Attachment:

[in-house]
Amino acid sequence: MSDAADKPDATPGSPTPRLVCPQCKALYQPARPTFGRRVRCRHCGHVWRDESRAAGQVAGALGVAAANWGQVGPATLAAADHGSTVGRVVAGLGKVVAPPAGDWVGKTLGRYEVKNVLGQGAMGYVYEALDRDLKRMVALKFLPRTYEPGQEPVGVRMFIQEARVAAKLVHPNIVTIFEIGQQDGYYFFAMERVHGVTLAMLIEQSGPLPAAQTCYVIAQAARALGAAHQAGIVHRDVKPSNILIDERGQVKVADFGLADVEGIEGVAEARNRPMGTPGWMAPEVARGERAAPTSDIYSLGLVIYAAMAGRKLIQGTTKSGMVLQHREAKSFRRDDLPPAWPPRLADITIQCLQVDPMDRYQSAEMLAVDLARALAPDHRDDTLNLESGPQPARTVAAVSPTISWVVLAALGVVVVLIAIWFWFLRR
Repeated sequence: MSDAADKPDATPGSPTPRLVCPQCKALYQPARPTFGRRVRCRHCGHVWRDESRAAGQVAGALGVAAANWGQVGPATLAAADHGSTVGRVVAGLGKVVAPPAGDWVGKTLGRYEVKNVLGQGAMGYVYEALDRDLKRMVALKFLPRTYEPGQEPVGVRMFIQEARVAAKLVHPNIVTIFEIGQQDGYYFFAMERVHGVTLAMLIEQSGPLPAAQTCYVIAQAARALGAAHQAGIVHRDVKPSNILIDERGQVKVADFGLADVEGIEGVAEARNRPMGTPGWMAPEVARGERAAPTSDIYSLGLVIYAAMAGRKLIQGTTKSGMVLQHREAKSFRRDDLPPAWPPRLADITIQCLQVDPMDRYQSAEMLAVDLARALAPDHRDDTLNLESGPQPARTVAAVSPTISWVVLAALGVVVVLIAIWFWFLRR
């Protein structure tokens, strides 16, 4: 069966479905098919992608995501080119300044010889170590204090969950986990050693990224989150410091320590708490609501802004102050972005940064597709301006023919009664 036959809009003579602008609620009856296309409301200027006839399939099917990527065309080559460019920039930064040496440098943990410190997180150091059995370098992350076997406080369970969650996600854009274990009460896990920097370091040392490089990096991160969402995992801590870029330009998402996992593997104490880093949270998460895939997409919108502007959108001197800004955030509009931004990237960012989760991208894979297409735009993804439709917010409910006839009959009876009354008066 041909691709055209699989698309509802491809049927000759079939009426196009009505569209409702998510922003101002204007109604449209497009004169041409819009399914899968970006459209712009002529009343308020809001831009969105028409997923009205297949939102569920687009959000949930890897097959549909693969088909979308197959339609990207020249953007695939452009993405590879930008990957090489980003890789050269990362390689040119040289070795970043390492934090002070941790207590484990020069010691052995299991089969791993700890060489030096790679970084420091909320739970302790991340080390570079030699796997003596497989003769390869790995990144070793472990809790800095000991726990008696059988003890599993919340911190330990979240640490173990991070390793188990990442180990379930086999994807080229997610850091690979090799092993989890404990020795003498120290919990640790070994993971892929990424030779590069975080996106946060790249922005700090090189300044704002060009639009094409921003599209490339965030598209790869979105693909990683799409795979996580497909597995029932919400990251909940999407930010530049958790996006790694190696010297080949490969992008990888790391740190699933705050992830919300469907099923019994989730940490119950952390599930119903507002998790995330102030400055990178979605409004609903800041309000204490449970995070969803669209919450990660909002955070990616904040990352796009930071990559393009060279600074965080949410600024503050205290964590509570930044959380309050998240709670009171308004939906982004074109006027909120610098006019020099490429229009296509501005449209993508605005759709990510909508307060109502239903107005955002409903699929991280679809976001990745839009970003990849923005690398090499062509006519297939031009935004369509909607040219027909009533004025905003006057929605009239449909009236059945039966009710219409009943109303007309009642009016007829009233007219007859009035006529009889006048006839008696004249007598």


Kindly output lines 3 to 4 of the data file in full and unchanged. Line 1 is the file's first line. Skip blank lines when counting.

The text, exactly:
Repeated sequence: MSDAADKPDATPGSPTPRLVCPQCKALYQPARPTFGRRVRCRHCGHVWRDESRAAGQVAGALGVAAANWGQVGPATLAAADHGSTVGRVVAGLGKVVAPPAGDWVGKTLGRYEVKNVLGQGAMGYVYEALDRDLKRMVALKFLPRTYEPGQEPVGVRMFIQEARVAAKLVHPNIVTIFEIGQQDGYYFFAMERVHGVTLAMLIEQSGPLPAAQTCYVIAQAARALGAAHQAGIVHRDVKPSNILIDERGQVKVADFGLADVEGIEGVAEARNRPMGTPGWMAPEVARGERAAPTSDIYSLGLVIYAAMAGRKLIQGTTKSGMVLQHREAKSFRRDDLPPAWPPRLADITIQCLQVDPMDRYQSAEMLAVDLARALAPDHRDDTLNLESGPQPARTVAAVSPTISWVVLAALGVVVVLIAIWFWFLRR
């Protein structure tokens, strides 16, 4: 069966479905098919992608995501080119300044010889170590204090969950986990050693990224989150410091320590708490609501802004102050972005940064597709301006023919009664 036959809009003579602008609620009856296309409301200027006839399939099917990527065309080559460019920039930064040496440098943990410190997180150091059995370098992350076997406080369970969650996600854009274990009460896990920097370091040392490089990096991160969402995992801590870029330009998402996992593997104490880093949270998460895939997409919108502007959108001197800004955030509009931004990237960012989760991208894979297409735009993804439709917010409910006839009959009876009354008066 041909691709055209699989698309509802491809049927000759079939009426196009009505569209409702998510922003101002204007109604449209497009004169041409819009399914899968970006459209712009002529009343308020809001831009969105028409997923009205297949939102569920687009959000949930890897097959549909693969088909979308197959339609990207020249953007695939452009993405590879930008990957090489980003890789050269990362390689040119040289070795970043390492934090002070941790207590484990020069010691052995299991089969791993700890060489030096790679970084420091909320739970302790991340080390570079030699796997003596497989003769390869790995990144070793472990809790800095000991726990008696059988003890599993919340911190330990979240640490173990991070390793188990990442180990379930086999994807080229997610850091690979090799092993989890404990020795003498120290919990640790070994993971892929990424030779590069975080996106946060790249922005700090090189300044704002060009639009094409921003599209490339965030598209790869979105693909990683799409795979996580497909597995029932919400990251909940999407930010530049958790996006790694190696010297080949490969992008990888790391740190699933705050992830919300469907099923019994989730940490119950952390599930119903507002998790995330102030400055990178979605409004609903800041309000204490449970995070969803669209919450990660909002955070990616904040990352796009930071990559393009060279600074965080949410600024503050205290964590509570930044959380309050998240709670009171308004939906982004074109006027909120610098006019020099490429229009296509501005449209993508605005759709990510909508307060109502239903107005955002409903699929991280679809976001990745839009970003990849923005690398090499062509006519297939031009935004369509909607040219027909009533004025905003006057929605009239449909009236059945039966009710219409009943109303007309009642009016007829009233007219007859009035006529009889006048006839008696004249007598």